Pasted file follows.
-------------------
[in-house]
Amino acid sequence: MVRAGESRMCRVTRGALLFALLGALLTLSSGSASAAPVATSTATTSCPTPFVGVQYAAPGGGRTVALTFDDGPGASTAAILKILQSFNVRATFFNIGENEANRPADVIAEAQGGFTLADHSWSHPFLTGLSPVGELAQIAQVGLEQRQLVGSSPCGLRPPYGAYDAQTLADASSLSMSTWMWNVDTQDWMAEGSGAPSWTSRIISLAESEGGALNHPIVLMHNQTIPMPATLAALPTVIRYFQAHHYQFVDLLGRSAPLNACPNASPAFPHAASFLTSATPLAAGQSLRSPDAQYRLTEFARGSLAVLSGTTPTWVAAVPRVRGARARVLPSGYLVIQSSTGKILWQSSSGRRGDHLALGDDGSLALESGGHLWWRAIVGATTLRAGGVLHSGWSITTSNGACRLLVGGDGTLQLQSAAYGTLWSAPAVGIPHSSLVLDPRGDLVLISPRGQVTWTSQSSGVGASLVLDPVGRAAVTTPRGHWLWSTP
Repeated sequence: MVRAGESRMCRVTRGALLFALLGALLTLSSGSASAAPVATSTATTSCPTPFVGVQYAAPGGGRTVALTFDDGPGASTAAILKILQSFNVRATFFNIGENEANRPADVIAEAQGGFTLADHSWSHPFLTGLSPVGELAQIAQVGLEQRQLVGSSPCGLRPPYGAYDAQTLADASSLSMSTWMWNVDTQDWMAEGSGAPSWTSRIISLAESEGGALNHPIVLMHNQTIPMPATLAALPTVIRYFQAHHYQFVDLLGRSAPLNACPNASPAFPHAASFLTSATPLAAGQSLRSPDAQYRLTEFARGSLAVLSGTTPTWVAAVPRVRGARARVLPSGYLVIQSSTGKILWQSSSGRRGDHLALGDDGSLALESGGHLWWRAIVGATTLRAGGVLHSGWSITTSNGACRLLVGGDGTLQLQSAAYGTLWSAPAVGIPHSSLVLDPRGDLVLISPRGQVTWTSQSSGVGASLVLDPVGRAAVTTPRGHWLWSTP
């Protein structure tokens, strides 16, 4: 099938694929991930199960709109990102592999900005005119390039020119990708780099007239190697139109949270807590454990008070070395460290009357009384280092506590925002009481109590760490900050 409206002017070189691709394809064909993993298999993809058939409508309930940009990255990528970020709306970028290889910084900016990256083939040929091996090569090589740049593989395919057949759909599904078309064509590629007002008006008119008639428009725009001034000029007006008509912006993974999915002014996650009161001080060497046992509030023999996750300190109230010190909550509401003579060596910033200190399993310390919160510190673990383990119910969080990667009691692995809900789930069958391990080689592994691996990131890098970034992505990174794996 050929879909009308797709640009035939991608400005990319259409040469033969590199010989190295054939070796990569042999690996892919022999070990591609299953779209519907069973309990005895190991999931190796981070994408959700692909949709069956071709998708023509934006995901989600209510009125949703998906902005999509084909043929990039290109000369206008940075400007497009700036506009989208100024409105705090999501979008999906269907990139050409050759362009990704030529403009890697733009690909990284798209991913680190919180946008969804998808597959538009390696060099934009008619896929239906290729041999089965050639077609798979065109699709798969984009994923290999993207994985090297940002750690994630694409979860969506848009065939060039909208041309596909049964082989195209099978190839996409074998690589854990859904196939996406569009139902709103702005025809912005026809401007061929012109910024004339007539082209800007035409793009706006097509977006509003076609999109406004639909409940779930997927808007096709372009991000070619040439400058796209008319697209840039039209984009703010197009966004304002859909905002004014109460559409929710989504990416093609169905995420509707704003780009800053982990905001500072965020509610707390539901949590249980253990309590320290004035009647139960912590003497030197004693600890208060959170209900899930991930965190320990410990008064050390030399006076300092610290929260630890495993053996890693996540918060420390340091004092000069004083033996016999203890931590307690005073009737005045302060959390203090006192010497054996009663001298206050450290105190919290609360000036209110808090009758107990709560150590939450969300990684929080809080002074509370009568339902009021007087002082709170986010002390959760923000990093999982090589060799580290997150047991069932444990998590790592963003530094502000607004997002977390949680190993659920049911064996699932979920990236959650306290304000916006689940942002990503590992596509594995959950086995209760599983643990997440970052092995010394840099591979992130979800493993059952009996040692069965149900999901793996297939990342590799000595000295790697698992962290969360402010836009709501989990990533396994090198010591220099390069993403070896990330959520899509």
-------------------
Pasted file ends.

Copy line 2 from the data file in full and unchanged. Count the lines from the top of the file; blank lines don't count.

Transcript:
Amino acid sequence: MVRAGESRMCRVTRGALLFALLGALLTLSSGSASAAPVATSTATTSCPTPFVGVQYAAPGGGRTVALTFDDGPGASTAAILKILQSFNVRATFFNIGENEANRPADVIAEAQGGFTLADHSWSHPFLTGLSPVGELAQIAQVGLEQRQLVGSSPCGLRPPYGAYDAQTLADASSLSMSTWMWNVDTQDWMAEGSGAPSWTSRIISLAESEGGALNHPIVLMHNQTIPMPATLAALPTVIRYFQAHHYQFVDLLGRSAPLNACPNASPAFPHAASFLTSATPLAAGQSLRSPDAQYRLTEFARGSLAVLSGTTPTWVAAVPRVRGARARVLPSGYLVIQSSTGKILWQSSSGRRGDHLALGDDGSLALESGGHLWWRAIVGATTLRAGGVLHSGWSITTSNGACRLLVGGDGTLQLQSAAYGTLWSAPAVGIPHSSLVLDPRGDLVLISPRGQVTWTSQSSGVGASLVLDPVGRAAVTTPRGHWLWSTP